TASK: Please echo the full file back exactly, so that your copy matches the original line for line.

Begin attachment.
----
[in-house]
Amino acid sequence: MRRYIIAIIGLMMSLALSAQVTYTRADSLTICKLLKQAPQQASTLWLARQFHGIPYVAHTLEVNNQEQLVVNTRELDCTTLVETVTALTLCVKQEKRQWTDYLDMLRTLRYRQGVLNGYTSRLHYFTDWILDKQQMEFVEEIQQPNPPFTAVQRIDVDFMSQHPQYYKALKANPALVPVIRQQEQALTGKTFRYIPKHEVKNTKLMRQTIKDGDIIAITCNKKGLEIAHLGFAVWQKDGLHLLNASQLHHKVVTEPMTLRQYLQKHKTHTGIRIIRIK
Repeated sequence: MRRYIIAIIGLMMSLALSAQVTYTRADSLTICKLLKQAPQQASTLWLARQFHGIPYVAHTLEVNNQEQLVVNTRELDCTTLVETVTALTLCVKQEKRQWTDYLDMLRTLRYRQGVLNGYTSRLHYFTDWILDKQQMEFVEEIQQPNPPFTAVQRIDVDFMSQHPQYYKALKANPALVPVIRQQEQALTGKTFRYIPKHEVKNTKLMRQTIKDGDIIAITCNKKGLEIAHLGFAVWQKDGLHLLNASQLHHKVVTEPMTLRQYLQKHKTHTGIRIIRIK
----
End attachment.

[in-house]
Amino acid sequence: MRRYIIAIIGLMMSLALSAQVTYTRADSLTICKLLKQAPQQASTLWLARQFHGIPYVAHTLEVNNQEQLVVNTRELDCTTLVETVTALTLCVKQEKRQWTDYLDMLRTLRYRQGVLNGYTSRLHYFTDWILDKQQMEFVEEIQQPNPPFTAVQRIDVDFMSQHPQYYKALKANPALVPVIRQQEQALTGKTFRYIPKHEVKNTKLMRQTIKDGDIIAITCNKKGLEIAHLGFAVWQKDGLHLLNASQLHHKVVTEPMTLRQYLQKHKTHTGIRIIRIK
Repeated sequence: MRRYIIAIIGLMMSLALSAQVTYTRADSLTICKLLKQAPQQASTLWLARQFHGIPYVAHTLEVNNQEQLVVNTRELDCTTLVETVTALTLCVKQEKRQWTDYLDMLRTLRYRQGVLNGYTSRLHYFTDWILDKQQMEFVEEIQQPNPPFTAVQRIDVDFMSQHPQYYKALKANPALVPVIRQQEQALTGKTFRYIPKHEVKNTKLMRQTIKDGDIIAITCNKKGLEIAHLGFAVWQKDGLHLLNASQLHHKVVTEPMTLRQYLQKHKTHTGIRIIRIK